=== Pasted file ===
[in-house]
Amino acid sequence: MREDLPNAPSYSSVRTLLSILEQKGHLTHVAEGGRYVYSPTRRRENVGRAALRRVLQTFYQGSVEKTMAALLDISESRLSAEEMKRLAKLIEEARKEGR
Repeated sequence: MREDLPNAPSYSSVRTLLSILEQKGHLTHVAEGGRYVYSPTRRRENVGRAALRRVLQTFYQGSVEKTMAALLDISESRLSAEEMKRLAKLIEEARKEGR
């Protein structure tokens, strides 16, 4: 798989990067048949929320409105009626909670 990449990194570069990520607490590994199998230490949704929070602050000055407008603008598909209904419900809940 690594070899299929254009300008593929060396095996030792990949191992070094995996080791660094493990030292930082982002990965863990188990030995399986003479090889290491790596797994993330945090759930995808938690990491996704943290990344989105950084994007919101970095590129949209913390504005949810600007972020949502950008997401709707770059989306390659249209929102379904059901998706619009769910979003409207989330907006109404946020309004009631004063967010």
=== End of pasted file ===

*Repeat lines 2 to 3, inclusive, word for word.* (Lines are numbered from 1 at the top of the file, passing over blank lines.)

Amino acid sequence: MREDLPNAPSYSSVRTLLSILEQKGHLTHVAEGGRYVYSPTRRRENVGRAALRRVLQTFYQGSVEKTMAALLDISESRLSAEEMKRLAKLIEEARKEGR
Repeated sequence: MREDLPNAPSYSSVRTLLSILEQKGHLTHVAEGGRYVYSPTRRRENVGRAALRRVLQTFYQGSVEKTMAALLDISESRLSAEEMKRLAKLIEEARKEGR